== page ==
(Or Understanding the Differences between Alaska and “The lower 48”)


I’ve been watching with amusement the dialog and arguing going on as people struggle to find out about and then understand Republican Presidential Candidate, Sarah Palin.  The list of those who are sending comments regarding this and wanting to argue about the merits (or demerits) of the candidate include people who simply do not have any idea of how different it is in Alaska from the rest of the country.  One person maintains that if she is so popular in Alaska, then she must be just what the McCain Campaign is presenting her as being.  “I mean,” s/he stated, “How could she be so popular up there if she did this awful things those Democrats are trying to say she did?”


Here is my response to her/him and any others who have similar questions:


Dear friends,


You just don’t understand the Alaskan mindset.  There is a lot of history to the current state of the relationship of the citizens of the State of Alaska and the rest of us, often referred to by Alaskans as those in “the lower 48.”  (Alaskans do not generally include Hawaii in this lumping together of the rest of the U.S. as they have a certain fondness for Hawaii, as that is a favorite wintertime vacation get away for those that “have” and can afford to take yearly trips over there to get away from the ice and snow.  The most popular time is just before and during spring breakup when things are particularly dismal in our 49th state.) 


There is also a feeling of shared comradery that comes from the experienced history of each state and the perception of having been used and abused by our government for the good of those in the lower 48 repeatedly over time. 


Alaskans tend to be a brash bunch.  Those that develop diplomacy no doubt also tend toward a career in politics.  There is a good deal of the spirit of a pirate up there.  It is felt individually, and is a social attitude found throughout the population as well.  It is a shared mindset.  Alaskans, particularly those Alaskans who either overtly or covertly support or sympathize with the secessionist movement, tend to admire their swashbucklers who create controversy, and find a way to get back at “the man” in the “lower 48.”


One Alaskan told me “Sarah is very smart.”  S/he did not explain what that meant.  In fact s/he seemed unable to clarify or give examples.   But apparently the general consensus whether you agreed with her policies or not, was that she is enough of a politician to be smart in how to get certain kinds of things done.  She may have started out as the competitive Sarah Barracuda, but over time, has learned to use the beauty queen, cheerleader persona to her advantage.  “If they don’t see the barracuda coming, it is decidedly an advantage,” one Alaskan commented.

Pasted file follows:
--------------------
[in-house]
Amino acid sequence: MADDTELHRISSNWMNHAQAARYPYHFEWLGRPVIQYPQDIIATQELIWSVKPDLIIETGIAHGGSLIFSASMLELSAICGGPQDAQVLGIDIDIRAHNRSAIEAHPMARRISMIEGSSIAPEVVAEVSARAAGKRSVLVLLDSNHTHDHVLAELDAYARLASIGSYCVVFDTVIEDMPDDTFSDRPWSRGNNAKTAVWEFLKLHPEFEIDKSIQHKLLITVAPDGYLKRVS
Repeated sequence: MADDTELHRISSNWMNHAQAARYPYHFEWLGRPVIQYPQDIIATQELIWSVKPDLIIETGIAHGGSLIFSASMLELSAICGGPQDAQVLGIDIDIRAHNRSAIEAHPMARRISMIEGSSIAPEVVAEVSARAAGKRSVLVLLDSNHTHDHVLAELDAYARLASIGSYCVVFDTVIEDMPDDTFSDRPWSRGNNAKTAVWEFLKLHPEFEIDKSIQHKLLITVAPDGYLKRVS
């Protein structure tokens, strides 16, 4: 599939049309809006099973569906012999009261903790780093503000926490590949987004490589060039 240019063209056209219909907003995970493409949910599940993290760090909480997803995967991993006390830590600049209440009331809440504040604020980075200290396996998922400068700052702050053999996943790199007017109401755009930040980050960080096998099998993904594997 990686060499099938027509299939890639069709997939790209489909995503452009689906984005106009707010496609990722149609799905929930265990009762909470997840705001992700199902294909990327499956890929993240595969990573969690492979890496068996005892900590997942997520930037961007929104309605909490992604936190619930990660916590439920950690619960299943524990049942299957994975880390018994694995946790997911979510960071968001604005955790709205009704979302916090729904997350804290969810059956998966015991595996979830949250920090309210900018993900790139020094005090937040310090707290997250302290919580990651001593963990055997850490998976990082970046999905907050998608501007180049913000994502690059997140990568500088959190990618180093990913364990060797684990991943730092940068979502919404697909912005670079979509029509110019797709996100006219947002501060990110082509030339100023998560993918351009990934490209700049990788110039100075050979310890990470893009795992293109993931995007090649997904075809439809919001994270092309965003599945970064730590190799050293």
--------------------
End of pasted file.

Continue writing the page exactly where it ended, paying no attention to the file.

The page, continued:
And smart indeed she may have been when she affiliated herself with one of the most powerful figures (albeit infamous as of late figures) in Alaskan history, Senator Ted Stevens.  A move politically astute Alaskans would have recommended to anyone who seriously thought they wanted a career in Alaskan politics.  Depending on whom you ask, you get enthusiasm for her energy, or a cautious notation about her single-mindedness in using her power to meet her own personal and political ends. 


And she is affiliated through her husband with BP, formerly known as British Petroleum, a large international mega oil company.  One might wonder how smart it is to place oneself in a compromised position of having one’s husband’s job at the whim of an oil company who might be most interested in what you do and say while in your next coveted office, that of the United States, Vice President, if one indeed wishes to remain an independent “maverick.” 


Alaskans like politicians whom they believe will tell it like it is.  At least they say they do.  They also value those who can deliver the booty to Alaska from the Feds or from industry.  There are many Alaskans who appear to me to be quite myopic when it comes to whether something they perceive is good for Alaska, is actually good for the Nation as a whole.  (I expect this phenomena is found in every state, as we still struggle with our identity.   “Am I American or am I a Virginian?”   You remember the history.  We fought a civil war eventually over the complications from this conflict.


In fact, many Alaskans, I have observed, do not care, and some exhibit a certain passive aggressive glee when a blow can be struck at the Feds.  It is kind of similar to the attitude that so called Welfare scammers have toward the government and those good taxpayers who fund welfare benefits, laughing and smirking at us all, while collecting and depositing the checks each month.